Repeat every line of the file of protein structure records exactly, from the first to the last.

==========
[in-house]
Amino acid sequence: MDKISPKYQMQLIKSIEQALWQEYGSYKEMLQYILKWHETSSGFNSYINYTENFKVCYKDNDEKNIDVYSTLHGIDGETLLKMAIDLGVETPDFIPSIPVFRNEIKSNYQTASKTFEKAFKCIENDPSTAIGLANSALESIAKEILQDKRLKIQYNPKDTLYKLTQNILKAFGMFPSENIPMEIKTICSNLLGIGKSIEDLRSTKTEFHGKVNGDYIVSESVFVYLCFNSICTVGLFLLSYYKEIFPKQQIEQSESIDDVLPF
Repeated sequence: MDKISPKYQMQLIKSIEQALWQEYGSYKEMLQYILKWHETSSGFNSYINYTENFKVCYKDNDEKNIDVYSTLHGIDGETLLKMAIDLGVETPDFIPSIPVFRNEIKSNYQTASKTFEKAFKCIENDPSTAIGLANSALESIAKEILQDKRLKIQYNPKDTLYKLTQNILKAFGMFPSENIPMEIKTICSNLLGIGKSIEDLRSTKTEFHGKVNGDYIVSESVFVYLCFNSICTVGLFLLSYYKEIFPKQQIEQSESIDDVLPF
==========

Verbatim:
[in-house]
Amino acid sequence: MDKISPKYQMQLIKSIEQALWQEYGSYKEMLQYILKWHETSSGFNSYINYTENFKVCYKDNDEKNIDVYSTLHGIDGETLLKMAIDLGVETPDFIPSIPVFRNEIKSNYQTASKTFEKAFKCIENDPSTAIGLANSALESIAKEILQDKRLKIQYNPKDTLYKLTQNILKAFGMFPSENIPMEIKTICSNLLGIGKSIEDLRSTKTEFHGKVNGDYIVSESVFVYLCFNSICTVGLFLLSYYKEIFPKQQIEQSESIDDVLPF
Repeated sequence: MDKISPKYQMQLIKSIEQALWQEYGSYKEMLQYILKWHETSSGFNSYINYTENFKVCYKDNDEKNIDVYSTLHGIDGETLLKMAIDLGVETPDFIPSIPVFRNEIKSNYQTASKTFEKAFKCIENDPSTAIGLANSALESIAKEILQDKRLKIQYNPKDTLYKLTQNILKAFGMFPSENIPMEIKTICSNLLGIGKSIEDLRSTKTEFHGKVNGDYIVSESVFVYLCFNSICTVGLFLLSYYKEIFPKQQIEQSESIDDVLPF